Search This Blog

Monday, June 11, 2007

Singing Morning Prayer (AAPB)

Yesterday (Sunday) as we were singing Morning Prayer, I was reflecting on the elephant hurled by a commenter on this blog, of ‘genre’ criticism. This has come up a couple of times as though the mere mention of this critical approach will somehow bring to heel the dogs of the literary scallywags who accept the direct meaning of Genesis 1.

Morning Prayer went on, and we got to Psalm 95. This is what we today would call poetry: but a 'song' to the Hebrews. I don’t think the word ‘poetry’ is known in the OT. The genre boosters would have, I think, that as soon as a piece is defined as ‘poetry’, it ceases to make meaningful reference to the real world. If they didn’t then they wouldn’t keep insisting that the identification of genre (‘list’ in the case of Genesis 1, which is a sub genre of ‘narrative’), which they don’t identify when it comes to Genesis 1, despatches the topic of interpretation of the passage.

Of course two things are confused here: what the text says, and what it means. Gunkel, Von Rad, Barr et al insist that the text says that God created in six normal ‘evening and morning’ type (i.e. 24 hour) days. They think it means little outside the tribe, it being, to them, a tribal myth and having little if anything to do with the real world (I’ll leave you, dear reader, to untangle the ontological conundrum this last phrase entails for the Christian). But that’s what the authors meant to communicate. That falls into line with most readers’ views until materialism reared its banal head in the 1800s.

But, let’s look at a couple of what we might call poems, and see what their being poems does for their relation to the real world.

Psalm 95 first. What I’ll do is comment on the factualness or not of each line or idea.

O come, let us sing for joy to the LORD,

FACT: there is a “Lord’ to whom we can sing, and joyfully.

Let us shout joyfully to the rock of our salvation.

FACT: God is our rock (a metaphor for stable one) and the source of our salvation.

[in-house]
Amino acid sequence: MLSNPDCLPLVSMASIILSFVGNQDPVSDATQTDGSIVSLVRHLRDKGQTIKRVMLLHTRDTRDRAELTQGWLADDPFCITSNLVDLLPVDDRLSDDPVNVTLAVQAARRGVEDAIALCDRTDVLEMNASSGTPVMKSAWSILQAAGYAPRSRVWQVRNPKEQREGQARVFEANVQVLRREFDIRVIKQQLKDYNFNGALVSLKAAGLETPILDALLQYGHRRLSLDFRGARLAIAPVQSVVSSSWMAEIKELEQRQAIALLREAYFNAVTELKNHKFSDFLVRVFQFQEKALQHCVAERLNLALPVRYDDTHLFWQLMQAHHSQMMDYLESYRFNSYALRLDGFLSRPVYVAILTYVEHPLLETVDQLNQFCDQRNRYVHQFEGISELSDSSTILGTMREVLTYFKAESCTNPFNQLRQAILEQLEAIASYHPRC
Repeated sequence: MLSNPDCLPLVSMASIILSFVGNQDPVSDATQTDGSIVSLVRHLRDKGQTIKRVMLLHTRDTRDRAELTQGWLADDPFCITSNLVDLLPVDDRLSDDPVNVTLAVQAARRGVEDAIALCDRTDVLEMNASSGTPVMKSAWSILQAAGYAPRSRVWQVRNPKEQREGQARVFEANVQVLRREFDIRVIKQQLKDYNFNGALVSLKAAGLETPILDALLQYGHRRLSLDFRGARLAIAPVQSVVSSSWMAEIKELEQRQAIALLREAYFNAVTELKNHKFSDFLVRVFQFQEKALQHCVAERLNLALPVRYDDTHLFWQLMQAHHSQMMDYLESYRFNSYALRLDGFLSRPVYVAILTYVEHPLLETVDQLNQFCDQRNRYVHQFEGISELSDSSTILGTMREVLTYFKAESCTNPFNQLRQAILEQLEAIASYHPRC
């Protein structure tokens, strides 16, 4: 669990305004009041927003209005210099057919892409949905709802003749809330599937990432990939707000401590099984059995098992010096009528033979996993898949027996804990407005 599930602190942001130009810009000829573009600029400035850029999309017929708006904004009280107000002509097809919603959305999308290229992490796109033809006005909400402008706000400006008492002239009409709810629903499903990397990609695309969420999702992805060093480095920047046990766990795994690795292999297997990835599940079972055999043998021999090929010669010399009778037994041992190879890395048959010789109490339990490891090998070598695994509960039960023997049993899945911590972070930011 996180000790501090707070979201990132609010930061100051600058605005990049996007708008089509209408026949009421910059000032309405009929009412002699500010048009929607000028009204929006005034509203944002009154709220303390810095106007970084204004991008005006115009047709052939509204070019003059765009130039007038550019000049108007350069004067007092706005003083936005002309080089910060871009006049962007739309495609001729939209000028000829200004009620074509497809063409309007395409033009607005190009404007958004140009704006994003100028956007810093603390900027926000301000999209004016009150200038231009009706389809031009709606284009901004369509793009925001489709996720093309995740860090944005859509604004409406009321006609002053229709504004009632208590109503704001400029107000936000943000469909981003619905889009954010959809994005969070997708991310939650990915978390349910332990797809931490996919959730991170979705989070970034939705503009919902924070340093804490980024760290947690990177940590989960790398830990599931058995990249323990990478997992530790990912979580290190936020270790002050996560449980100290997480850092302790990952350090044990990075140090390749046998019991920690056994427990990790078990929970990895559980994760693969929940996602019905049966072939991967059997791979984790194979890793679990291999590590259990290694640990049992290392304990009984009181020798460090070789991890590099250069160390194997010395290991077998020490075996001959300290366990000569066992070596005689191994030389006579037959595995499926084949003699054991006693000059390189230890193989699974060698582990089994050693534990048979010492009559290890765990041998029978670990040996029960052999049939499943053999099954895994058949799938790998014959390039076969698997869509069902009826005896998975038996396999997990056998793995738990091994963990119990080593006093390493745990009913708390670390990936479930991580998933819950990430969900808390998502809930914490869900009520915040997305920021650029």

Let us come before His presence with thanksgiving

FACT: it is possible to come before his presence with thanksgiving.

Let us shout joyfully to Him with psalms.

FACT: what is not factual about this?

For the LORD is a great God And a great King above all gods,

FACT: I think that line is all factual.

In whose hand are the depths of the earth,

FICTION: the depths of the earth are well known to not be in God’s hands. Deep drilling for oil has not detected hands at any depth, let alone the deepest. Alternatively, this might be a metaphor to the factual statement of God’s disposing power over the planet.

The peaks of the mountains are His also.

FACT: If you accept the Bible’s statements about God (including Genesis 1 as being factual) then this is factual. Not only the peaks, mind you, but the slopes, cliffs and ledges too! Of course, if Genesis 1 is not factual, then this is a mistake.

The sea is His, for it was He who made it,

FACT: according to the Bible, God is he who made and therefore owns the sea. If you don’t follow Genesis 1, then this of course is another mistake. Take your pick.

And His hands formed the dry land.

FACT if your beliefs are biblically informed, fiction if they are not. Taking the latter view: it is well known that dry land is formed by the recession of the sea and subsequent drying by solar action and not by hands. Hands big enough have never been seen. It could of course be a metaphor. Metaphors are a well-known means of communicating and most primary school graduates can detect them; indeed, use them.

Come, let us worship and bow down,
Let us kneel before the LORD our Maker.
For He is our God,

FICTION: As this is poetry, I guess we must deduce that the Lord is not our Maker, nor our God and we cannot worship, bow down or kneel before him. However, I have seen people do all of these things on their presumption that God is their maker!

And we are the people of His pasture and the sheep of His hand.

Clearly FICTION. We are not people of pastures and certainly not sheep.

Today, if you would hear His voice,

FICTION: God does not have a normally audible voice. Although Paul the apostle might contest that.

Do not harden your hearts, as at Meribah,
As in the day of Massah in the wilderness,
"When your fathers tested Me,


They tried Me, though they had seen My work.


"For forty years I loathed that generation,
And said they are a people who err in their heart,
And they do not know My ways.
"Therefore I swore in My anger,
Truly they shall not enter into My rest."

FACT, fact and more fact.

So, what does the genre of ‘song’ do for the facticity of most of the content of Psalm 95? Not a lot!